August 4, 2015

New Missouri House Floor Leader Cierpiot on issues and John Diehl

The Republican elected by his peers to steer debate in the state House expects to deal with three key issues in 2016.

Mike Cierpiot (left) becomes House Majority Floor Leader after that position was vacated when Todd Richardson (right) was elected Speaker of the House.  (photo courtesy; Tim Bommel, Missouri House Communications)

Mike Cierpiot (left) becomes House Majority Floor Leader after that position was vacated when Todd Richardson (right) was elected Speaker of the House. (photo courtesy; Tim Bommel, Missouri House Communications)

Lee’s Summit representative Mike Cierpiot was elected by House Republicans to serve as Majority Floor Leader, meaning he will choose what bills are brought up on the floor for debate and for how long.

Cierpiot says his own legislative agenda during his five years in the House has been very light.

“I play defense as much as anything down there,” Cierpiot told Missourinet, “but I know next year we’re going to look at ethics, try to get an ethics law done, as far as the revolving door, and the gift ban and things like that. We made an attempt at it this year but there was some disagreement between the House and the Senate.”

He also expects discussion of how to fund maintenance of and additions to Missouri’s transportation infrastructure.

“I know the revenues from the gas sales is up and so the hurry is kind of removed, but I think it’s going to be looked at again for a long-term fix,” said Cierpiot.

He also hopes the legislature can pass a voter photo ID proposal in 2016. The House again succeeded in sending the Senate legislation on that issue this year, but it did not reach the Senate floor for debate.

“It’s something Republicans have wanted to do for a long time. It’s something that unites our caucus, and I’m hoping we can give it a high priority next year,” said Cierpiot.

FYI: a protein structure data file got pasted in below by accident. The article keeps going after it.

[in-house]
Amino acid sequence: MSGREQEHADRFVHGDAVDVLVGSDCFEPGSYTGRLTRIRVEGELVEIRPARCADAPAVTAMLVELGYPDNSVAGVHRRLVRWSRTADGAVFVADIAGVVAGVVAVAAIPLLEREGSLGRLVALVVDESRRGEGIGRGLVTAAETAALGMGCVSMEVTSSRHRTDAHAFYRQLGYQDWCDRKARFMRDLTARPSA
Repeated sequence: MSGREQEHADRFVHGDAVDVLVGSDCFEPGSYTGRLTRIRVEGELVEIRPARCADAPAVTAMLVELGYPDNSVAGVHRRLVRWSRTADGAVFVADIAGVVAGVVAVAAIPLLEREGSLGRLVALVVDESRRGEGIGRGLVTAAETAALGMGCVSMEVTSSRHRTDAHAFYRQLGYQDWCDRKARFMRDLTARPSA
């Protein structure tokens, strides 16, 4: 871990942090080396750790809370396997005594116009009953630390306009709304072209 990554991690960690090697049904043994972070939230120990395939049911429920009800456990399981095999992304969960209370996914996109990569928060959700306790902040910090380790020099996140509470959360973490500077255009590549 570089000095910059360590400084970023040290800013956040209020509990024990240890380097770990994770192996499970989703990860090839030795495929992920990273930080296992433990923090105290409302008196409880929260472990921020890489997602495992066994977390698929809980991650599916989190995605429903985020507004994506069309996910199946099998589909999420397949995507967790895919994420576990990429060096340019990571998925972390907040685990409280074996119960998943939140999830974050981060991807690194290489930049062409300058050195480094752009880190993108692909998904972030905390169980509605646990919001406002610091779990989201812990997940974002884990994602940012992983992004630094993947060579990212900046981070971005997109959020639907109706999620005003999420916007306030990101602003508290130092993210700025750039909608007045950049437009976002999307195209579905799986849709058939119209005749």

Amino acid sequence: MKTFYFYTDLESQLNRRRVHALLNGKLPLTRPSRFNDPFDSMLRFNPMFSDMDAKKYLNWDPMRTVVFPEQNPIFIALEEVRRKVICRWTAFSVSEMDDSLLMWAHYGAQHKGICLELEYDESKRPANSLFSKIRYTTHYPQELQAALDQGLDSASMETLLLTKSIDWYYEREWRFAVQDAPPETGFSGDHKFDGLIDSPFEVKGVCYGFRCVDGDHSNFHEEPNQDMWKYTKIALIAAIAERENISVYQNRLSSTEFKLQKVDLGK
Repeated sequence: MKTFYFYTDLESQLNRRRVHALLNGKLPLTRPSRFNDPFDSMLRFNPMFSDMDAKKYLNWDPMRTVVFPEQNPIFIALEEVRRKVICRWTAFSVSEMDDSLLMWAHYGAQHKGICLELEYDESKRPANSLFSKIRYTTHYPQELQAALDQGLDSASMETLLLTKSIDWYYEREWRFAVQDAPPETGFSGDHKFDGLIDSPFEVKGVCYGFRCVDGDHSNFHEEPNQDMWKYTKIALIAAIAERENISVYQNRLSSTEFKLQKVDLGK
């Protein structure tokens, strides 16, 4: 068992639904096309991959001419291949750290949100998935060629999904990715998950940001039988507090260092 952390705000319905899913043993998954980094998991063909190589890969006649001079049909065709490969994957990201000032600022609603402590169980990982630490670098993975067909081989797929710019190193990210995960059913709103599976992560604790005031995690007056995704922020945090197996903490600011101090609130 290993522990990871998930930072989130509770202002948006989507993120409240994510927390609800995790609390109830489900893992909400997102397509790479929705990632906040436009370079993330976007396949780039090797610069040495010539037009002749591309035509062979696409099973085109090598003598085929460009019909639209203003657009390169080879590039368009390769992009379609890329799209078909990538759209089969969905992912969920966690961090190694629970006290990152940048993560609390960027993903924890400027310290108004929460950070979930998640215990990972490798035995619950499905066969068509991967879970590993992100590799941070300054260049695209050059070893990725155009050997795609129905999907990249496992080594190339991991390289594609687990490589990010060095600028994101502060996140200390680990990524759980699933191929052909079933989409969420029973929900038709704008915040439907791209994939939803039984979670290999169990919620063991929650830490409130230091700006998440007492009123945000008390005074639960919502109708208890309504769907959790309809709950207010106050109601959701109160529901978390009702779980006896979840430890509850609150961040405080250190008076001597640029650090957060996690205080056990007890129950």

Cierpiot also said he would work with Democrats on their priorities, but said it, “depends on what the issue is. There are some things that they want that we don’t want, and that’s just the way it is with Republicans and Democrats right now.”

“Some of the things like Medicaid expansion … I think has a very small chance of getting much light, but there are other issues I think we can work together on. I look forward to that,” said Cierpiot.

One priority for Democrats is a law to prevent discrimination against LGBT individuals in employment and housing. Cierpiot said he would have to see what can reach him out of the committee process.

“If it gets through the committee process I’ll certain look at it and talk to some people and see,” said Cierpiot. “It’s really hard to predict how a bill will be handled until you see the actual way it’s drawn up.”

Cierpiot had planned to run for floor leader in 2016 anyway, but the position came open at the end of this year’s session when then-Majority Floor Leader Todd Richardson was elected by his caucus to be House Speaker. Richardson replaced John Diehl, Junior, who resigned after admitting to sharing sexually-suggestive text messages with a college intern.

Cierpiot hopes his election is another step toward getting the caucus back on track following that controversy.

“I was a big fan of John. He was a very talented guy. I, of course, was disappointed with what happened. I think with John resigning we got it behind us pretty quickly,” said Cierpiot.


Missouri Senate Leader Resigning

Missouri Senate President Pro Tem Tom Dempsey (R-St. Charles) is going to resign from office. In a statement Friday from Dempsey, he cites spending more time with family as his decision to step down.


Sen. Tom Dempsey (R-St. Charles)

“It is with mixed emotions that I announce that my time in the legislature has come to an end. I have been honored to serve. I have been blessed in more ways than I can count, and I leave owing a great debt of gratitude to my neighbors who have allowed me to serve,” says Dempsey.  “However, my family is my highest priority, and in the proud tradition of the ‘citizen legislator’ the framers of our Republic envisioned, I now return to private life.”

Dempsey was first elected to the House in 2000, where he eventually became majority floor leader. He was elected to the Senate in 2007, becoming majority floor leader before being elected to serve as the Senate’s top leader.